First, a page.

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The University of Chicago Medicine - Comer Children's Hospital


A child with a tracheostomy can eat regular foods. However, it is important that your child eats with your supervision. Do not leave your child during meals or prop him or her with a bottle.

Steps for Feeding

To feed your child safely, follow these tips:

  • Suction before eating. If your child can breathe smoothly, he or she will not tire as easily during meals.
  • Wash your hands and your child's hand before eating.
  • Always have the trach collar or disposable humidity device in place during feedings to provide humidity and extra protection for the trach.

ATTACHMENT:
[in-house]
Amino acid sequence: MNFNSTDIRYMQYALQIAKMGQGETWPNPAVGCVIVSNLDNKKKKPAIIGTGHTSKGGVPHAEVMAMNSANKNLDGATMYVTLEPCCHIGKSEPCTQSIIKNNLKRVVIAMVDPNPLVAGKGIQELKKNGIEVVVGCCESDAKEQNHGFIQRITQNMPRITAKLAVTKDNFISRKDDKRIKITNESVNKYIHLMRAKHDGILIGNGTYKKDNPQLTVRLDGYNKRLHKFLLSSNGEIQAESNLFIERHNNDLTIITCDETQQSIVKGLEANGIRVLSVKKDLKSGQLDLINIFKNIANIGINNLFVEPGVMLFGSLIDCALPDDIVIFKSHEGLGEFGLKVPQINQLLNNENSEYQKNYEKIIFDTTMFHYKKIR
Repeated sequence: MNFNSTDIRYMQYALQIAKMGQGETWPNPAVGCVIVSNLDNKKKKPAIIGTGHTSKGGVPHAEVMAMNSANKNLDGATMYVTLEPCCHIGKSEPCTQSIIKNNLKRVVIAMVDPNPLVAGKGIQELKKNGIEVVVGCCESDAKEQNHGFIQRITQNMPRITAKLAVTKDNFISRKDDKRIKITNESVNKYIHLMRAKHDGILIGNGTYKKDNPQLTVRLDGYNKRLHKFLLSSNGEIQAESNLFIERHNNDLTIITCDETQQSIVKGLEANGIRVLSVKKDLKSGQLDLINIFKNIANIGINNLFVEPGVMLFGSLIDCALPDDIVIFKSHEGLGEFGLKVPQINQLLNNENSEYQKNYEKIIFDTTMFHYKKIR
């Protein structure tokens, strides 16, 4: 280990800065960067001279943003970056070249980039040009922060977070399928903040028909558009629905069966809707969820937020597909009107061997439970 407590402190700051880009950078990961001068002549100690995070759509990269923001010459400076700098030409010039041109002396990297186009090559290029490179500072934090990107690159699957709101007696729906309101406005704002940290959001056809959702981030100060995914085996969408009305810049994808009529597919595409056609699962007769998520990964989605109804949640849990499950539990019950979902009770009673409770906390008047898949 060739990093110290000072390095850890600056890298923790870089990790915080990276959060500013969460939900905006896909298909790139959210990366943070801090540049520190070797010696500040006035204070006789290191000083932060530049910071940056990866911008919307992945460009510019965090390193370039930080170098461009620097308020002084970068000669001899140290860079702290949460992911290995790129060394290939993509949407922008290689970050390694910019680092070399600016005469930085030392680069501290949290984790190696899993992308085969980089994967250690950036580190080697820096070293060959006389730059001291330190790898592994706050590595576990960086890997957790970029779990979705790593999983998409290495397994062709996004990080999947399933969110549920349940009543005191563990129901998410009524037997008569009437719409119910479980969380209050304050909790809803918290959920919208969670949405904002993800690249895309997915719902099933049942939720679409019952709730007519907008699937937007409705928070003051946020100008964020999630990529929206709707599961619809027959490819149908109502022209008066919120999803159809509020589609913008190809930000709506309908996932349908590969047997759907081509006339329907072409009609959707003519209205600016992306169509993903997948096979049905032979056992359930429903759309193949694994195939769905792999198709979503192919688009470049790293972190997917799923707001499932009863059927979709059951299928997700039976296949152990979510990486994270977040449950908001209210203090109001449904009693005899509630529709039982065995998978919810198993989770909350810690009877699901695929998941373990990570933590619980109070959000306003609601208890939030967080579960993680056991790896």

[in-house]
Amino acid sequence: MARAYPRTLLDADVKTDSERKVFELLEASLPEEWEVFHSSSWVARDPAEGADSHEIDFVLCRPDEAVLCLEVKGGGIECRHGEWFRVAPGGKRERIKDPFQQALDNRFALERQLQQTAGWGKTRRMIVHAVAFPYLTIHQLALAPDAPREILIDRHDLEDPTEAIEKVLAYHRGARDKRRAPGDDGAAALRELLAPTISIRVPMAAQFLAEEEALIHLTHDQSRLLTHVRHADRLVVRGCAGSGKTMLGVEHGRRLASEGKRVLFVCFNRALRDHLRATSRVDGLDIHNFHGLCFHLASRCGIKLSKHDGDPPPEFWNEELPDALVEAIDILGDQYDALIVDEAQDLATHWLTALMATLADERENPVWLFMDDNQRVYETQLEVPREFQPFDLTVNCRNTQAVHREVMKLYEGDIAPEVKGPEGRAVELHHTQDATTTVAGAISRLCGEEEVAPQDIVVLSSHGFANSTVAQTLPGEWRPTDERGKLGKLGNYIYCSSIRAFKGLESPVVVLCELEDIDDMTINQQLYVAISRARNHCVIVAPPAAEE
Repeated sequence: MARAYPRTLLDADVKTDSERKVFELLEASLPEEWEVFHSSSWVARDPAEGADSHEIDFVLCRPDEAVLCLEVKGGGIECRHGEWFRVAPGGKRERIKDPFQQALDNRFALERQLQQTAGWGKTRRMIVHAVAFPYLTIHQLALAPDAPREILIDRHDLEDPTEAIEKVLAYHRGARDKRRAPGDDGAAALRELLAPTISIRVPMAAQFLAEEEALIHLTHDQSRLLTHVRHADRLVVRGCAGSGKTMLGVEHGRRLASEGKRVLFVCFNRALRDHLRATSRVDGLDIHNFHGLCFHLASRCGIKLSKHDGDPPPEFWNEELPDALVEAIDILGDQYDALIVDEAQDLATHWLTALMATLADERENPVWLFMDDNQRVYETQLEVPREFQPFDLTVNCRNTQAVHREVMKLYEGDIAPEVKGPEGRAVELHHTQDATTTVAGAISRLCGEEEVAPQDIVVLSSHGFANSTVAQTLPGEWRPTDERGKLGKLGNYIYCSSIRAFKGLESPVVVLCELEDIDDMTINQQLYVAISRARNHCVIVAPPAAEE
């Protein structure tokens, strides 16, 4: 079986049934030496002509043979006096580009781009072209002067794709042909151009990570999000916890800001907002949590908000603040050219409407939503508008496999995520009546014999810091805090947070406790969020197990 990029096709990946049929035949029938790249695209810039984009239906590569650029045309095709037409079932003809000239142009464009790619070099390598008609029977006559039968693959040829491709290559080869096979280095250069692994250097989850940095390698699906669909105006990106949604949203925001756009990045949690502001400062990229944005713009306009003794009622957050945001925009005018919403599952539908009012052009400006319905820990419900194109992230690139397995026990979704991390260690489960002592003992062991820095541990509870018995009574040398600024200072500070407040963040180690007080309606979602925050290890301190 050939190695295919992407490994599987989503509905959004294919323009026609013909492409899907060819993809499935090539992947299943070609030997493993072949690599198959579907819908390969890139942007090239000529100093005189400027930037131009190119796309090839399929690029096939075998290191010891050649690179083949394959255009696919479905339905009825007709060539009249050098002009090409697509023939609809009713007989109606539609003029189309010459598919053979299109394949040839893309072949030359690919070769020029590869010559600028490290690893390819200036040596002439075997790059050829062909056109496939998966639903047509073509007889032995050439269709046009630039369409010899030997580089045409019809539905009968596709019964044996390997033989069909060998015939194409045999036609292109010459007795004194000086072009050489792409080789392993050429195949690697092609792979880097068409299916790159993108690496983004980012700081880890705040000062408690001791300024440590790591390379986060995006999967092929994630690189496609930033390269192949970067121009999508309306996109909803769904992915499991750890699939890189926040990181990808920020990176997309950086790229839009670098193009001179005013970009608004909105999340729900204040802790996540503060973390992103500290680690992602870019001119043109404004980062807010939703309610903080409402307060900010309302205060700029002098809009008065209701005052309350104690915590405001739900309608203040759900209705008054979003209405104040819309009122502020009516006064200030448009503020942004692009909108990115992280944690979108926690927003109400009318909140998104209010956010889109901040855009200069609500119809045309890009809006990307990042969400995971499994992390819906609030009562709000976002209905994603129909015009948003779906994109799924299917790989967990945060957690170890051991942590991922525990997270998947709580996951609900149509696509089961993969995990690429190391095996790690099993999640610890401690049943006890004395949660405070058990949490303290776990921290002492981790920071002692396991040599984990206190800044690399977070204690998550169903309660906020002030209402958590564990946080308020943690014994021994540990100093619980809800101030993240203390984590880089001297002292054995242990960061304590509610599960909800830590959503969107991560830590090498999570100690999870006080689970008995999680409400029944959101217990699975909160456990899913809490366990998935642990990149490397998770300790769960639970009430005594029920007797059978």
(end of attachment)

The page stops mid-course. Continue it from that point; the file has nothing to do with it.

• If your child is an infant, hold him or her while feeding. After feeding, burp your child well and put him or her in an infant seat or on his or her side.
  • If you spoon-feed your child, wrap a towel or cotton bib loosely below your child's chin to cover the trach.
  • If any liquid drips into the trach, suction your child immediately.
  • Unless it is absolutely necessary, do not suction your child for about a half an hour after he or she has eaten. Suctioning may cause vomiting.

Nutrition and Hydration

Because of the tracheostomy, it is very important for your child to eat balanced meals. Because your child spends added energy breathing and clearing secretions, he or she must have extra calories to grow and develop properly. Your child also loses more body fluids with a tracheostomy, so it is very important that he or she gets adequate amounts of liquid. Your child's healthcare team will work with you to develop nutrition guidelines.